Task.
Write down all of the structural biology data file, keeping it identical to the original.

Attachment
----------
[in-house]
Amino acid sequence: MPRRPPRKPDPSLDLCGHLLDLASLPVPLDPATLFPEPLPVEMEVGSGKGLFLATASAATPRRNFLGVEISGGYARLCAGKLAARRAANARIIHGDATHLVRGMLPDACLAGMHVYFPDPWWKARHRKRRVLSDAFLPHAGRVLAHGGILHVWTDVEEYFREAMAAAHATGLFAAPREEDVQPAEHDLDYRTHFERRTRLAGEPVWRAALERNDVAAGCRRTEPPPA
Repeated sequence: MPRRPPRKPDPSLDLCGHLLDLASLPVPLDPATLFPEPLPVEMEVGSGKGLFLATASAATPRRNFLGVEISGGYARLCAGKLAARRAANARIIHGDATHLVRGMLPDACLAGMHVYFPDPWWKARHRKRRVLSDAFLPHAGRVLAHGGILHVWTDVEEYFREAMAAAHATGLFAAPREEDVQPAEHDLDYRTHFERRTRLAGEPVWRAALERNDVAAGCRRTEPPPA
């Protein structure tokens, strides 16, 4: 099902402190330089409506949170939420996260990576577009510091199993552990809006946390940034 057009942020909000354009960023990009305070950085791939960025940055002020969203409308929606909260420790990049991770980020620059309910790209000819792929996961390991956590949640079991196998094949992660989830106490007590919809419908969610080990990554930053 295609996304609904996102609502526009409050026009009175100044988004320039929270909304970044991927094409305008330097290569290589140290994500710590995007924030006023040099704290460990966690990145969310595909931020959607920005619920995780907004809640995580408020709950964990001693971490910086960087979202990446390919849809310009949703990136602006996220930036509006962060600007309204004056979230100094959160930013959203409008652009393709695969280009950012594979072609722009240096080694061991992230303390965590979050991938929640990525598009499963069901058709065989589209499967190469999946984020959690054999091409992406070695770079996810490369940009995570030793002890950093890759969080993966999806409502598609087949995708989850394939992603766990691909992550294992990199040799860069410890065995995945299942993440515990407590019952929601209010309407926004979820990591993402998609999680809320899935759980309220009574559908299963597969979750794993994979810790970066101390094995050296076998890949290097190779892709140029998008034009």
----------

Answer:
[in-house]
Amino acid sequence: MPRRPPRKPDPSLDLCGHLLDLASLPVPLDPATLFPEPLPVEMEVGSGKGLFLATASAATPRRNFLGVEISGGYARLCAGKLAARRAANARIIHGDATHLVRGMLPDACLAGMHVYFPDPWWKARHRKRRVLSDAFLPHAGRVLAHGGILHVWTDVEEYFREAMAAAHATGLFAAPREEDVQPAEHDLDYRTHFERRTRLAGEPVWRAALERNDVAAGCRRTEPPPA
Repeated sequence: MPRRPPRKPDPSLDLCGHLLDLASLPVPLDPATLFPEPLPVEMEVGSGKGLFLATASAATPRRNFLGVEISGGYARLCAGKLAARRAANARIIHGDATHLVRGMLPDACLAGMHVYFPDPWWKARHRKRRVLSDAFLPHAGRVLAHGGILHVWTDVEEYFREAMAAAHATGLFAAPREEDVQPAEHDLDYRTHFERRTRLAGEPVWRAALERNDVAAGCRRTEPPPA
């Protein structure tokens, strides 16, 4: 099902402190330089409506949170939420996260990576577009510091199993552990809006946390940034 057009942020909000354009960023990009305070950085791939960025940055002020969203409308929606909260420790990049991770980020620059309910790209000819792929996961390991956590949640079991196998094949992660989830106490007590919809419908969610080990990554930053 295609996304609904996102609502526009409050026009009175100044988004320039929270909304970044991927094409305008330097290569290589140290994500710590995007924030006023040099704290460990966690990145969310595909931020959607920005619920995780907004809640995580408020709950964990001693971490910086960087979202990446390919849809310009949703990136602006996220930036509006962060600007309204004056979230100094959160930013959203409008652009393709695969280009950012594979072609722009240096080694061991992230303390965590979050991938929640990525598009499963069901058709065989589209499967190469999946984020959690054999091409992406070695770079996810490369940009995570030793002890950093890759969080993966999806409502598609087949995708989850394939992603766990691909992550294992990199040799860069410890065995995945299942993440515990407590019952929601209010309407926004979820990591993402998609999680809320899935759980309220009574559908299963597969979750794993994979810790970066101390094995050296076998890949290097190779892709140029998008034009």